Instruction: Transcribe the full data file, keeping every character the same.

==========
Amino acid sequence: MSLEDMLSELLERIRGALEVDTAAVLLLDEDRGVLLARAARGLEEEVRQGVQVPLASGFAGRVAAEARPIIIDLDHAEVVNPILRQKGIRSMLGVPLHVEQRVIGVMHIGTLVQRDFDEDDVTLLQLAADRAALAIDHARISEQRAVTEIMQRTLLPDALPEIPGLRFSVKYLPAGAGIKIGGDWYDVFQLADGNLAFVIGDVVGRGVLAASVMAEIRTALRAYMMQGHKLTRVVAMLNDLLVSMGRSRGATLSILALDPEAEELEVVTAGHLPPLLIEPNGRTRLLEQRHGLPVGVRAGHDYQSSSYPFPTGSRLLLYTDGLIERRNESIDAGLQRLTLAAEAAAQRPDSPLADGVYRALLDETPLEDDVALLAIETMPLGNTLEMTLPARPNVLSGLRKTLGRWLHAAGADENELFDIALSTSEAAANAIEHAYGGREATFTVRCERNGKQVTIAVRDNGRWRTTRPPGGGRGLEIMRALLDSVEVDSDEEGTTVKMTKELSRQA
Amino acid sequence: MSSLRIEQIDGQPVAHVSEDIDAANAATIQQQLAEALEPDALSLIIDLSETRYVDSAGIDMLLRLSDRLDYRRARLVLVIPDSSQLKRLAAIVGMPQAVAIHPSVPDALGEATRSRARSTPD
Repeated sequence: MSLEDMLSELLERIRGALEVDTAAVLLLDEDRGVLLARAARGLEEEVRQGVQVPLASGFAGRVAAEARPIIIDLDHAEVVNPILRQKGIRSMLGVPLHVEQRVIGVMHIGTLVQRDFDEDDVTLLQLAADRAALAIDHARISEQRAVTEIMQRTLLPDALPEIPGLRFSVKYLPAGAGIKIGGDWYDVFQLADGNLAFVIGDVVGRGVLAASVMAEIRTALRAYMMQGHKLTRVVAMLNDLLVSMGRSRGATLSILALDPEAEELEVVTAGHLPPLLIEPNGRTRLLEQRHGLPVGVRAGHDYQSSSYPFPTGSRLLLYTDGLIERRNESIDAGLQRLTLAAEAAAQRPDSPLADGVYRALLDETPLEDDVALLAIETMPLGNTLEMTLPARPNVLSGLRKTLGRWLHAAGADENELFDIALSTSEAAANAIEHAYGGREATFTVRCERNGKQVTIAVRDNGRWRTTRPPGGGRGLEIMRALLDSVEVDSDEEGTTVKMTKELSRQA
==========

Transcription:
Amino acid sequence: MSLEDMLSELLERIRGALEVDTAAVLLLDEDRGVLLARAARGLEEEVRQGVQVPLASGFAGRVAAEARPIIIDLDHAEVVNPILRQKGIRSMLGVPLHVEQRVIGVMHIGTLVQRDFDEDDVTLLQLAADRAALAIDHARISEQRAVTEIMQRTLLPDALPEIPGLRFSVKYLPAGAGIKIGGDWYDVFQLADGNLAFVIGDVVGRGVLAASVMAEIRTALRAYMMQGHKLTRVVAMLNDLLVSMGRSRGATLSILALDPEAEELEVVTAGHLPPLLIEPNGRTRLLEQRHGLPVGVRAGHDYQSSSYPFPTGSRLLLYTDGLIERRNESIDAGLQRLTLAAEAAAQRPDSPLADGVYRALLDETPLEDDVALLAIETMPLGNTLEMTLPARPNVLSGLRKTLGRWLHAAGADENELFDIALSTSEAAANAIEHAYGGREATFTVRCERNGKQVTIAVRDNGRWRTTRPPGGGRGLEIMRALLDSVEVDSDEEGTTVKMTKELSRQA
Amino acid sequence: MSSLRIEQIDGQPVAHVSEDIDAANAATIQQQLAEALEPDALSLIIDLSETRYVDSAGIDMLLRLSDRLDYRRARLVLVIPDSSQLKRLAAIVGMPQAVAIHPSVPDALGEATRSRARSTPD
Repeated sequence: MSLEDMLSELLERIRGALEVDTAAVLLLDEDRGVLLARAARGLEEEVRQGVQVPLASGFAGRVAAEARPIIIDLDHAEVVNPILRQKGIRSMLGVPLHVEQRVIGVMHIGTLVQRDFDEDDVTLLQLAADRAALAIDHARISEQRAVTEIMQRTLLPDALPEIPGLRFSVKYLPAGAGIKIGGDWYDVFQLADGNLAFVIGDVVGRGVLAASVMAEIRTALRAYMMQGHKLTRVVAMLNDLLVSMGRSRGATLSILALDPEAEELEVVTAGHLPPLLIEPNGRTRLLEQRHGLPVGVRAGHDYQSSSYPFPTGSRLLLYTDGLIERRNESIDAGLQRLTLAAEAAAQRPDSPLADGVYRALLDETPLEDDVALLAIETMPLGNTLEMTLPARPNVLSGLRKTLGRWLHAAGADENELFDIALSTSEAAANAIEHAYGGREATFTVRCERNGKQVTIAVRDNGRWRTTRPPGGGRGLEIMRALLDSVEVDSDEEGTTVKMTKELSRQA